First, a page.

October on the North Coast has always been my favorite time of the year, except when it’s bone-dry. Typically this far into the month, the first rain has hit and we’re deciding which rivers will provide the best opportunity to ambush a big, late fall-run king. While the Klamath and Trinity Rivers have plenty of fish to keep everyone satisfied, what I’m really waiting for is the Smith, Chetco, and Eel to bust open. And that won’t happen until we get a decent amount of rain. Looking at the upcoming forecasts, it doesn’t look as though there’s enough rain to do much of anything, let alone put a rise in the rivers. According to Shawn Palmquist of Eureka’s National Weather Service, about a quarter inch of rain will hit the ground in Del Norte County, and even less in Humboldt. It may be enough to wet the ground, but certainly not enough to see any type of rise in the rivers. In the meantime, we’ll stick with the estuaries where salmon are beginning to mill around. The Klamath is still seeing new fish come in almost daily and the lower Trinity is kicking out a few bright kings. But what I really want is rain, and lots of it. And of course, some very large king salmon.
Klamath River quota update
According to Sara Borok, an Environmental Scientist on the Klamath River, 4,923 of the 7,067 quota of adult salmon have been harvested below the Hwy 96 bridge since August 15. The number of adults left to catch for the quota is 2,144. The lower river and the estuary, except the 100 yards of the channel flowing through the spit at the mouth of the river, remain open to fishing.
Legendary river guide passes
Longtime Klamath resident Gary Farley, 63, passed away Saturday afternoon while guiding on the Klamath River. Farley was fishing with two friends from Ferndale when a boating accident occurred. Farley guided on the Klamath, and surrounding rivers, for more than 30 years, where he earned a reputation as a talented fishing guide and well respected community member. An online fundraiser has been established to help cover burial costs at https://www.gofundme.com/garyfarley. A “celebration of life” will be held on Saturday afternoon at 1 p.m. in Klamath.
According to Palmquist, the ridge of high pressure will stick around until Friday when the low pressure will bring in a weak cold front on Saturday. “Rainfall totals won’t be much, maybe a tenth in Humboldt and up to a quarter inch in Del Norte. Showers could linger into Sunday, but once Monday rolls around the high pressure will settle back in and we’ll be dry at least through mid-week,” Palmquist added.
Rough offshore waters brought both ports to a standstill last weekend for sport anglers targeting rockfish. And it’s looking like they won’t get much of a break this weekend, though Friday should be fishable. The forecast for Friday is calling for winds out of the S 5 to 10 knots, with waves NW 2 feet at 3 seconds and W 4 feet at 11 seconds. Saturday and Sunday looks much worse, with winds out of the N 5 to 10 knots and W waves 9 feet at 14 seconds.
Checto anti-snagging bobber rule in effect
From the power line crossing at RM 2.2 upstream to Nook Creek (RM 14) from Sept. 1 through Nov. 3, angling is restricted to fly angling and bobber angling only, with 1 single point hook. Fly angling gear must include a strike indicator. Bobber angling gear must include a bobber and a leader no longer than 36 inches in length. Any weight (except the bobber or strike indicator) may be no more than 36 inches from the hook when suspended vertically. The leader below the bobber or strike indicator must remain suspended in the water column and not resting on the river bottom. The daily/seasonal bag limit is 2 Chinook daily, only one may be unclipped. 20 seasonal, no more than 5 may be unclipped.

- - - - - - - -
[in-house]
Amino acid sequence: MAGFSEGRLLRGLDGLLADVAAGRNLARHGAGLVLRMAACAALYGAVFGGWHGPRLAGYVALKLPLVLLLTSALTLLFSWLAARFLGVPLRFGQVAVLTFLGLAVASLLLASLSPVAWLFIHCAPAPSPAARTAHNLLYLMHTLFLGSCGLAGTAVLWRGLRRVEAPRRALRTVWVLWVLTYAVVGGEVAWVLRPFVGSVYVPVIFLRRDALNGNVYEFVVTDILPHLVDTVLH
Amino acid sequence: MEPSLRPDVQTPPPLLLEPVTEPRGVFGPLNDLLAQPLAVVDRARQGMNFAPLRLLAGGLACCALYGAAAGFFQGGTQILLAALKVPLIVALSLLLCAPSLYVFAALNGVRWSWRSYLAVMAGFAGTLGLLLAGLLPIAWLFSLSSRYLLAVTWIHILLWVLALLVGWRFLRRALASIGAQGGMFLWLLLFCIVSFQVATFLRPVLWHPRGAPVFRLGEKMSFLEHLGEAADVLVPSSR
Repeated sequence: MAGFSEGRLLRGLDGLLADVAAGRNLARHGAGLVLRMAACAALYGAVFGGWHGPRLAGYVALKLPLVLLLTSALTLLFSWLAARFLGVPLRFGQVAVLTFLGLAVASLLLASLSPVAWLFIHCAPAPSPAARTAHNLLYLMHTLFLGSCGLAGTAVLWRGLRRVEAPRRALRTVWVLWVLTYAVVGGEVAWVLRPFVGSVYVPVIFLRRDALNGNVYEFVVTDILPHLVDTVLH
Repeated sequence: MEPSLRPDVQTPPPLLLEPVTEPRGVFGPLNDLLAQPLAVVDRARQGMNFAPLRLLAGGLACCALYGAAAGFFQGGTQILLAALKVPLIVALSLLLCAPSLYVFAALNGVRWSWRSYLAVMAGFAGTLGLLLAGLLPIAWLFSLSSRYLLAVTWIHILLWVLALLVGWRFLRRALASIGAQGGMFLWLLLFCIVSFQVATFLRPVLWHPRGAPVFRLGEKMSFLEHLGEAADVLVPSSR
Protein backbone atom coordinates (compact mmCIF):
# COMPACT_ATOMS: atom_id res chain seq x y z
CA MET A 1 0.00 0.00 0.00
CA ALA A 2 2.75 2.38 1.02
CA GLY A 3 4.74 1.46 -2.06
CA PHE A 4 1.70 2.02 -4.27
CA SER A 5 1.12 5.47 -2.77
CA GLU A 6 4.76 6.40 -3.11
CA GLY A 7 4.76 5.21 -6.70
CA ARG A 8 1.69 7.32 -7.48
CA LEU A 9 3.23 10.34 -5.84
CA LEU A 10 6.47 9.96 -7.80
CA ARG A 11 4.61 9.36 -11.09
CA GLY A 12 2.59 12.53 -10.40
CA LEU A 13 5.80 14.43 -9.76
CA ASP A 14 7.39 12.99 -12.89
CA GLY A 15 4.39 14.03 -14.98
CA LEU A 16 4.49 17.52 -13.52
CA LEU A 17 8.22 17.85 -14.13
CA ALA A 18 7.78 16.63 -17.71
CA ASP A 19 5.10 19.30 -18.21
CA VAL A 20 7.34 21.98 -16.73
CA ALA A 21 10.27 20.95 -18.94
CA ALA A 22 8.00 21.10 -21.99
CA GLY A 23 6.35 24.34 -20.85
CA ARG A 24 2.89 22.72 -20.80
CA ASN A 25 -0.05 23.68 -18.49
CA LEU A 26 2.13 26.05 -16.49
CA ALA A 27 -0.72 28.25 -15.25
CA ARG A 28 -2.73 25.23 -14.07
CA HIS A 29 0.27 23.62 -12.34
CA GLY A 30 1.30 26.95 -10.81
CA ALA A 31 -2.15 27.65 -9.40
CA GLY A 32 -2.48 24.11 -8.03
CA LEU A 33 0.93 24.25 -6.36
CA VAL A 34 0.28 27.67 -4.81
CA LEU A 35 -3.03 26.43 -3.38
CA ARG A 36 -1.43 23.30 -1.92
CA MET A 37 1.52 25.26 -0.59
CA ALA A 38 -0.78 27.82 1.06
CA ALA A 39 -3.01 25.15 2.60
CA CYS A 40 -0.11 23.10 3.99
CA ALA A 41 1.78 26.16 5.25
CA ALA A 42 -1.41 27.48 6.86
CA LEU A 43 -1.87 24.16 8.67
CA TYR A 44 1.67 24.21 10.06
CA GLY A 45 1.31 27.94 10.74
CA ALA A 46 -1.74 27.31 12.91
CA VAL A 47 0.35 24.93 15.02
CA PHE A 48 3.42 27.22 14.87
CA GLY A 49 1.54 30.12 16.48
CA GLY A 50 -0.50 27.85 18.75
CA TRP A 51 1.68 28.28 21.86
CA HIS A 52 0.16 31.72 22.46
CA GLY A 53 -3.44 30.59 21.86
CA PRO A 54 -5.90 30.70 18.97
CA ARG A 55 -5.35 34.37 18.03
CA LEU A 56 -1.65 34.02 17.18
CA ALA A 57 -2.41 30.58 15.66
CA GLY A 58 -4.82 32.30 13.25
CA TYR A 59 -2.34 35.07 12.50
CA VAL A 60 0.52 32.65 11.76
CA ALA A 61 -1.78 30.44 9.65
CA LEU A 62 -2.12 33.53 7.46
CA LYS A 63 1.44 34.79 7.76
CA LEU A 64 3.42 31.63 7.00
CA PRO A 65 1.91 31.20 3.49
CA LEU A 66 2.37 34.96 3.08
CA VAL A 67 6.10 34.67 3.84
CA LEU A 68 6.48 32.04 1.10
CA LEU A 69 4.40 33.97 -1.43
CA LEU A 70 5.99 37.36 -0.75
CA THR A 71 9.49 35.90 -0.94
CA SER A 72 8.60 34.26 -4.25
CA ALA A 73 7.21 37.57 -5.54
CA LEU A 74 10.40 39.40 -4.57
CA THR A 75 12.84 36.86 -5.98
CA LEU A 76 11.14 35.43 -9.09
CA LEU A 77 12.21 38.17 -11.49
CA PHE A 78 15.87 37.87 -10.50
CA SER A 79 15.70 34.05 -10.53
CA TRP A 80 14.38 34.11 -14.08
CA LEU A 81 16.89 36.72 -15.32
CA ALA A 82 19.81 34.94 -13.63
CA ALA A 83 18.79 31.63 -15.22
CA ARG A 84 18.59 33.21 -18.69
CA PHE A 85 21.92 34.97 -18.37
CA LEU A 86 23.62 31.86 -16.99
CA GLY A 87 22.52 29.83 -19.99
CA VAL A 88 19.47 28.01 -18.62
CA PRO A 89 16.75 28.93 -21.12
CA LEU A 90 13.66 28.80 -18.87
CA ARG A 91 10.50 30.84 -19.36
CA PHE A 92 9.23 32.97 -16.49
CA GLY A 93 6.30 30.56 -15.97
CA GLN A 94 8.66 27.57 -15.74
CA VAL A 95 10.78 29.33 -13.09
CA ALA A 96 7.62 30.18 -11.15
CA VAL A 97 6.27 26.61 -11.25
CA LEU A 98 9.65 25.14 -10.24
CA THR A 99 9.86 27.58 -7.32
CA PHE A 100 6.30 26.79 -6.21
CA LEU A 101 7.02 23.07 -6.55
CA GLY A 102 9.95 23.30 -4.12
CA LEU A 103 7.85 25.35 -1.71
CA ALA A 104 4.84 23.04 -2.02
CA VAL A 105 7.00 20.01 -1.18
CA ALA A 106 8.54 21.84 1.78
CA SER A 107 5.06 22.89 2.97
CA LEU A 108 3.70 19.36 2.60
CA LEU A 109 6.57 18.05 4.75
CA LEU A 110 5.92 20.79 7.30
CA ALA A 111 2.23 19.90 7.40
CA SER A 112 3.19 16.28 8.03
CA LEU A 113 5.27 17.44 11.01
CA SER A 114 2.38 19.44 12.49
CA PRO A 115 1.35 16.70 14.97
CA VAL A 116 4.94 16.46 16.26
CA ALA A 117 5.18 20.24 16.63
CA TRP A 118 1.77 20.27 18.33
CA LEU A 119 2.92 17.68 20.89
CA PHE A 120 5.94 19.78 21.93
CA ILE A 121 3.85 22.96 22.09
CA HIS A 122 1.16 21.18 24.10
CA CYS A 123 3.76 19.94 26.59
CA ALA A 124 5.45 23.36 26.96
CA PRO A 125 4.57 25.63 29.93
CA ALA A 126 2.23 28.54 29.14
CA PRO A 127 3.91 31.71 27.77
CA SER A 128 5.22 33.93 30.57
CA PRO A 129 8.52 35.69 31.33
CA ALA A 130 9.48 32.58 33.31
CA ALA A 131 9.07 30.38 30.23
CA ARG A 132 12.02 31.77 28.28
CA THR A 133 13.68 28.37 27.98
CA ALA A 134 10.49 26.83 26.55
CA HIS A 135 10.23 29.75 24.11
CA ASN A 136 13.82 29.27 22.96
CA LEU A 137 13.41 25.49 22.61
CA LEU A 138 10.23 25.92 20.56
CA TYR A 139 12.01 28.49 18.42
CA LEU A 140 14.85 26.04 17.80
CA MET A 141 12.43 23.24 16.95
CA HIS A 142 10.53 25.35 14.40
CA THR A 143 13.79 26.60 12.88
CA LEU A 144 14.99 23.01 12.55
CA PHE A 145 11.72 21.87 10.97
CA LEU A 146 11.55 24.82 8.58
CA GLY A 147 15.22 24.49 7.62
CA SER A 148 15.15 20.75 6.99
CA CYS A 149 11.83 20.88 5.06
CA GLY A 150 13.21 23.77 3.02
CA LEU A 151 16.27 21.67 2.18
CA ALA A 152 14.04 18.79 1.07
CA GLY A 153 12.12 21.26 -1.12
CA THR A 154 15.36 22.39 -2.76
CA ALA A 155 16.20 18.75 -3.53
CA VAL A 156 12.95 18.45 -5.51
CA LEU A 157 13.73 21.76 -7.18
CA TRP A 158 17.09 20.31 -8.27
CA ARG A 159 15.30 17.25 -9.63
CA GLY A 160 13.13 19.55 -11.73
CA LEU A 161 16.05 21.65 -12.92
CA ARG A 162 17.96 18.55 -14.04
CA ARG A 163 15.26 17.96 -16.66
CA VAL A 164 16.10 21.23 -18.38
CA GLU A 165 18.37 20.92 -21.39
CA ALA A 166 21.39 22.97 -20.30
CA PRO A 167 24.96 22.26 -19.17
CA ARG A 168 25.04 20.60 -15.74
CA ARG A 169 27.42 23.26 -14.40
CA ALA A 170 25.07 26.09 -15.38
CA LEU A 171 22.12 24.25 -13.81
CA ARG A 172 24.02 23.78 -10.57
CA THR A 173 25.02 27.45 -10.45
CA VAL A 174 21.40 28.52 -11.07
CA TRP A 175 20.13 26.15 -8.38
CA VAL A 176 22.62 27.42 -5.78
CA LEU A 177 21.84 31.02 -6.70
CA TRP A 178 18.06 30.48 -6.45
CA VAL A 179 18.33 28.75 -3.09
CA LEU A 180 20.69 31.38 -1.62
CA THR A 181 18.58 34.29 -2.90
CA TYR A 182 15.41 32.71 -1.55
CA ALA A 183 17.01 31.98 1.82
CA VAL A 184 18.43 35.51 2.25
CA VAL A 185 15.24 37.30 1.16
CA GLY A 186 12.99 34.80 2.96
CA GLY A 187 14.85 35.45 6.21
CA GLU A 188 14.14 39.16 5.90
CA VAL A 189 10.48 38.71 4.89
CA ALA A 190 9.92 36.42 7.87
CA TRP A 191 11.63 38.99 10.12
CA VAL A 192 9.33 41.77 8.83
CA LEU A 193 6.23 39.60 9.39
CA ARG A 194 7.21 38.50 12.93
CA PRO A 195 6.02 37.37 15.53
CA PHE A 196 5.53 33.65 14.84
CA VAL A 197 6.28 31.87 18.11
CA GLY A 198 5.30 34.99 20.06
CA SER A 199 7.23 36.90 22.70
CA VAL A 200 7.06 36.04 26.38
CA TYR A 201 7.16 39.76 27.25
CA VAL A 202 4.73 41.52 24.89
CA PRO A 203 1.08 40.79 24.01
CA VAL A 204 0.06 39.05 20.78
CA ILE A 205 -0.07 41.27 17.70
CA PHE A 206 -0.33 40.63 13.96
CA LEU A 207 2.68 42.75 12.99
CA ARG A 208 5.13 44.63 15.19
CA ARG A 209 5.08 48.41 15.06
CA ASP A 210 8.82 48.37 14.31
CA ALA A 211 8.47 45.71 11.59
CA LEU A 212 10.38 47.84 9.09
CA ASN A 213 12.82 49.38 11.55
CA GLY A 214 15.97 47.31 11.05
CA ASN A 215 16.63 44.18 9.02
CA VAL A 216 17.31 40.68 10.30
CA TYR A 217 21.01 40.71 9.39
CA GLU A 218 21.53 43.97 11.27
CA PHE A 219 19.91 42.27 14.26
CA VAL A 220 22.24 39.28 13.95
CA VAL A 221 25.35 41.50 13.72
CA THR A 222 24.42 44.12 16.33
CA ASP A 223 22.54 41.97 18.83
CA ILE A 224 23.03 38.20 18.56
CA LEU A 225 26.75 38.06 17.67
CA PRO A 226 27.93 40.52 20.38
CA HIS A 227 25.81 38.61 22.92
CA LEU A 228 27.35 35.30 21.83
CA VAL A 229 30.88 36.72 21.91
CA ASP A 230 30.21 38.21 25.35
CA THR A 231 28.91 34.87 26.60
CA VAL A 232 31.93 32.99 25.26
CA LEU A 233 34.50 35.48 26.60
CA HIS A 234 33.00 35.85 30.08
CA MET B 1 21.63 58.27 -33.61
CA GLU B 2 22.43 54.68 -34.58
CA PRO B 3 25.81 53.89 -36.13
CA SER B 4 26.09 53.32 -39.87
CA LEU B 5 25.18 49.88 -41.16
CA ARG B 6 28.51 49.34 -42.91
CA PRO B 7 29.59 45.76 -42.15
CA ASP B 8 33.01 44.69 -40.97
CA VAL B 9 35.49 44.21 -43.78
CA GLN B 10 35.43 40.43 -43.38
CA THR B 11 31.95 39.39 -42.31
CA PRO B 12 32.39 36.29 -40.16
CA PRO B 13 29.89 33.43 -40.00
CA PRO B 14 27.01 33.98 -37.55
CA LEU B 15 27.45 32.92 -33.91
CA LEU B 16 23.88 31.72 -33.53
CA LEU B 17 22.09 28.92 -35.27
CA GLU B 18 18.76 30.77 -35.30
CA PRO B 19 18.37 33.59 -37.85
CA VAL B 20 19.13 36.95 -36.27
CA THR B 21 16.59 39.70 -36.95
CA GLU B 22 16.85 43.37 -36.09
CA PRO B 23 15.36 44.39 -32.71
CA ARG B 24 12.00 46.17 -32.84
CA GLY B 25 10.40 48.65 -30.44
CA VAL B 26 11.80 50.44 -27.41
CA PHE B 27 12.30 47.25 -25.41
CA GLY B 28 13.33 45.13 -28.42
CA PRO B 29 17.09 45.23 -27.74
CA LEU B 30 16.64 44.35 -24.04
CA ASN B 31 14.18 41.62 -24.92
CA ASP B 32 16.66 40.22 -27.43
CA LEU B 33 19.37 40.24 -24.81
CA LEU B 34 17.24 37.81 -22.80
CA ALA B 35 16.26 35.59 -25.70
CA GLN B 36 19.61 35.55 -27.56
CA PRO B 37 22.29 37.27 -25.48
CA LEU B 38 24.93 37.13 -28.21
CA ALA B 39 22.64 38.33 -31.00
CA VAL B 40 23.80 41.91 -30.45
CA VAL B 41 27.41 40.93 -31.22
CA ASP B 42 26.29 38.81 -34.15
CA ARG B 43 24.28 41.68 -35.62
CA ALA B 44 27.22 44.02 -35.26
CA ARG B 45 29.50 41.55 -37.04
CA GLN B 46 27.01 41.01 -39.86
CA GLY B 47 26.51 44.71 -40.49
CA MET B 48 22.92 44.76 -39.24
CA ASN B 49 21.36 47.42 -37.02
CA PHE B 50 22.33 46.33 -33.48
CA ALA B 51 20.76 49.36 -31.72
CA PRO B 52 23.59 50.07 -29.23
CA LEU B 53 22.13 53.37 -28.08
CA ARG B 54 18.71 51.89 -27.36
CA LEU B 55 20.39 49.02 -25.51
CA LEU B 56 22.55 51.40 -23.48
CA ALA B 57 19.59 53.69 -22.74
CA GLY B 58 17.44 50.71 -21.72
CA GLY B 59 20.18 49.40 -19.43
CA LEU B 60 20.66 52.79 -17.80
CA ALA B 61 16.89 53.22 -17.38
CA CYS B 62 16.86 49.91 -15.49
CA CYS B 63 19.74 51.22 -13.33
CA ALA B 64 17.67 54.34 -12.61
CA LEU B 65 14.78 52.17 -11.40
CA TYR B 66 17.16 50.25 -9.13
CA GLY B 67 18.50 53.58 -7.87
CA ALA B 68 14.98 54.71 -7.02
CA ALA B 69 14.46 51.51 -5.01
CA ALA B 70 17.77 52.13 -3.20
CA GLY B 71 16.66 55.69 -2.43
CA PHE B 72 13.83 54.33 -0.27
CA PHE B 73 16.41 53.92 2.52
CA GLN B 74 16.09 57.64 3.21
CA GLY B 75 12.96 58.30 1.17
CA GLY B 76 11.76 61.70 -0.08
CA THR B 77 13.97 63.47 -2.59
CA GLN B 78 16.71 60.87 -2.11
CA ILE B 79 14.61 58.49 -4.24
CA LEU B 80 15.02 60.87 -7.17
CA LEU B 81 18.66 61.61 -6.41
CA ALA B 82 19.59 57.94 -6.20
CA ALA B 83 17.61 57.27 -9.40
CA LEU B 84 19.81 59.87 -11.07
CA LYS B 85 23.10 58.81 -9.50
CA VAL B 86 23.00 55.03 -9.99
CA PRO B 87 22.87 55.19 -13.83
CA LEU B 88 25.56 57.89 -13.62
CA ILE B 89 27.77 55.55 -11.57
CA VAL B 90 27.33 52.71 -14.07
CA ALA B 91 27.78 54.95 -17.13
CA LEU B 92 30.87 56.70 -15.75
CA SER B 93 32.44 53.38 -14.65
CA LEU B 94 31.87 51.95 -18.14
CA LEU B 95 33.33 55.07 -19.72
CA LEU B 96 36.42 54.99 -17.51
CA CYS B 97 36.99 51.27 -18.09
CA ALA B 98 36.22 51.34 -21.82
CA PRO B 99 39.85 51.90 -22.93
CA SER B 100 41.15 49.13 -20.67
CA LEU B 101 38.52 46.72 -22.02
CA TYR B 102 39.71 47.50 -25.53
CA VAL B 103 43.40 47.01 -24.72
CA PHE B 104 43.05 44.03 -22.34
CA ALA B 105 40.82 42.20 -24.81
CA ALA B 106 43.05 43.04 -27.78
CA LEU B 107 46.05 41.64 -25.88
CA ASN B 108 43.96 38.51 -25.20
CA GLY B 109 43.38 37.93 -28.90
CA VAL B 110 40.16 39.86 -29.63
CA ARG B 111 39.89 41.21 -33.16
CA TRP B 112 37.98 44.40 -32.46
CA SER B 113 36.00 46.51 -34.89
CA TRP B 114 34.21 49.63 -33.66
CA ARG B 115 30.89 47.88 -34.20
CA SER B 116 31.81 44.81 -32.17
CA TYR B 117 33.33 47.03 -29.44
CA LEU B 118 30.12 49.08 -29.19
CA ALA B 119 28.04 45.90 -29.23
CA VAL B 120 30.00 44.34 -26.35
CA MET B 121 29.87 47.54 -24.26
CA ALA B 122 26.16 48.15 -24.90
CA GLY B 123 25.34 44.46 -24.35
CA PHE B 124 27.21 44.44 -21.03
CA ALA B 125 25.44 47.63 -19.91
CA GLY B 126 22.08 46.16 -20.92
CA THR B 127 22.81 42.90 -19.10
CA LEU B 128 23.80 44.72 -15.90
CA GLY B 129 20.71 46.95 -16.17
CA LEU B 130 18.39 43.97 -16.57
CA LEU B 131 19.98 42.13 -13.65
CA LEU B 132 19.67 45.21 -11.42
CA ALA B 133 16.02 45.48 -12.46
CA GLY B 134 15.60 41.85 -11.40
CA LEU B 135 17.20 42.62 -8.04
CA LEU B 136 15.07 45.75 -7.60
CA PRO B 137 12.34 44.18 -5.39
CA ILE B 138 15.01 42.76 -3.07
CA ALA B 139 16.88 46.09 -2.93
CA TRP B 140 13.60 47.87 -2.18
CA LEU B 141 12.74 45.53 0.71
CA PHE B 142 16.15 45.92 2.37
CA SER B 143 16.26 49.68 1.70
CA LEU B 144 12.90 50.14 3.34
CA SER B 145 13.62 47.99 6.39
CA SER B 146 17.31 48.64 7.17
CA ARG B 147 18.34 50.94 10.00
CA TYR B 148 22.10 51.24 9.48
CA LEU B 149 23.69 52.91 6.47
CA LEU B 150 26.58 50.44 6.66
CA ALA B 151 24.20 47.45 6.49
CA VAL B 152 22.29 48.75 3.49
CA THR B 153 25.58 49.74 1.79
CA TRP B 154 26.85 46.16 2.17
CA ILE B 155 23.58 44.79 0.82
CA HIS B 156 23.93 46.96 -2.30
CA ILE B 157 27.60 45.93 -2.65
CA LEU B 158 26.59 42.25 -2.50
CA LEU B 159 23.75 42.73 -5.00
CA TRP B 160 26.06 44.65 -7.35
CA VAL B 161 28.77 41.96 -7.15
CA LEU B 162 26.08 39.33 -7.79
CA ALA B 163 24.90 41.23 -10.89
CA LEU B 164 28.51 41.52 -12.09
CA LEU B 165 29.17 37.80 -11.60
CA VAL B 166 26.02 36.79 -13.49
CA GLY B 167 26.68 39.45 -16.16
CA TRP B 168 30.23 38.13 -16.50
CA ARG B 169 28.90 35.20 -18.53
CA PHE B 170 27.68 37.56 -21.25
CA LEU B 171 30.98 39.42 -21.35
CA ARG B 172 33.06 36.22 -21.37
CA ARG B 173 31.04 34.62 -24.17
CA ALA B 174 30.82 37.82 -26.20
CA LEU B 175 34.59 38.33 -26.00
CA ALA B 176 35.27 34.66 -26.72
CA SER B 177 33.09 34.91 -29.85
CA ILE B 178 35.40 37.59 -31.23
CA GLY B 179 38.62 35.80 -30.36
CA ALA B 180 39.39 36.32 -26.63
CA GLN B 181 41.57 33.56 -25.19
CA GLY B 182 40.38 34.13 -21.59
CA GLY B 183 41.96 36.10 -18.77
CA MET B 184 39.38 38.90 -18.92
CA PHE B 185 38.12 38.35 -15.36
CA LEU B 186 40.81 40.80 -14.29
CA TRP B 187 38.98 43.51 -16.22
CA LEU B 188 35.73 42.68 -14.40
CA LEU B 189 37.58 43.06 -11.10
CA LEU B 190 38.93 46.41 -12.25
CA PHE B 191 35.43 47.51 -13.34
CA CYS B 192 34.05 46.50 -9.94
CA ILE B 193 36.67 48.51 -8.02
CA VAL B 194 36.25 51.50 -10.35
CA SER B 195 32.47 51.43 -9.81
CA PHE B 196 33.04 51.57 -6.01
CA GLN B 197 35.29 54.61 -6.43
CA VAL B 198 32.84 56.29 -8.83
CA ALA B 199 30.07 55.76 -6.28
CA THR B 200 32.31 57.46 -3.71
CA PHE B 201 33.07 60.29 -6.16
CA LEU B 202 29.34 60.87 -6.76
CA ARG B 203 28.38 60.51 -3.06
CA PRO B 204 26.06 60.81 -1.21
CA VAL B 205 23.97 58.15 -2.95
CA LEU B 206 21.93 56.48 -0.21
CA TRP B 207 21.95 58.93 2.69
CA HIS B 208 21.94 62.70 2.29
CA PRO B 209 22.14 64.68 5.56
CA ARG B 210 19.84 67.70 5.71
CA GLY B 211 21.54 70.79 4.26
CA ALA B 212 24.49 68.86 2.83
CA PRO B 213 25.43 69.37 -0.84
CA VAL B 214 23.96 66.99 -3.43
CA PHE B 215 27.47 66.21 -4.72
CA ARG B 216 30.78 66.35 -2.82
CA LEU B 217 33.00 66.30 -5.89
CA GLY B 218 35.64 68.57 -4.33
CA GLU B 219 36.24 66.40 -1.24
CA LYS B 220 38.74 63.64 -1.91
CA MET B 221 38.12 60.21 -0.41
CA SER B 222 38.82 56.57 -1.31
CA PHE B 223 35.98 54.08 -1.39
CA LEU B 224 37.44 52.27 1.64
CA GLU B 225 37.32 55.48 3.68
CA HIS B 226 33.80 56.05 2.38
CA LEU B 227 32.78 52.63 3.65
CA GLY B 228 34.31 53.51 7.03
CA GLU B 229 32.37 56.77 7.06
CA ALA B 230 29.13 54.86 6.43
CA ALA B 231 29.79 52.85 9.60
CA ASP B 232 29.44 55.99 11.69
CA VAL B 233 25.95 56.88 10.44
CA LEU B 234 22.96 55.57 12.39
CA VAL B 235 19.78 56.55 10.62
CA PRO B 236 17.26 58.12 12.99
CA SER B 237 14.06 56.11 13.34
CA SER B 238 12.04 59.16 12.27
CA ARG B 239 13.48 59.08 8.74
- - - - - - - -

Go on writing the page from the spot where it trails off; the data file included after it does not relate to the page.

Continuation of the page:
All the North Coast rivers subjected to low flow fishing closures, including the Eel, Mad, Redwood Creek, Smith and Van Duzen remain closed. Sections of rivers that are open include the main stem Eel River from the paved junction of Fulmor Road to its mouth, the main stem Mad River from the Hammond Trail Railroad Trestle to its mouth and the main stem Smith River from the mouth of Rowdy Creek to its mouth. The low flow closure hotline for North Coast rivers is (707) 822-3164.
The mouth of the river is flowing freely and there seems to be quite a few fish around reports Mike Coopman of Mike Coopman’s Guide Service. “The fishing was good last weekend as there were fish throughout the lower river. It seems like we’re seeing pushes of fresh fish come in almost daily now. The river is really low and clear, and you’ll need to take caution if you’re not familiar,” Coopman said.
Salmon fishing in the Hornbrook area has been a little on the slow side reports guide Brice Dusi of Brice Dusi’s Guide Service. “The water is really clear, and the fish that are here are spooky. Boats are getting anywhere from 3 to 6 fish per trip, which is pretty slow for this time of the year,” Dusi said.
The Smith remains closed above Rowdy Creek, but quite a few fish are being caught below at the Sand Hole according to Leonard Carter of Englund Marine. He said, “Boats trolling anchovies and Kwikfish are doing well at first light, but after that it’s a tidal fishery. Your best bet is to fish the outgoing. A few fish are also being caught at the mouth using Kastmasters and Cleo’s.”
Tim Brady of Weaverville’s Trinity Outdoors reports the steelhead and salmon fishing hasn’t changed much from last week. “The bank fishermen are mostly concentrating on the Del Loma and Big Bar area, and I haven’t heard lately how the boats are doing. From what I’m hearing, guys are catching a fish here and there, but not knocking them dead by any means,” Brady added.
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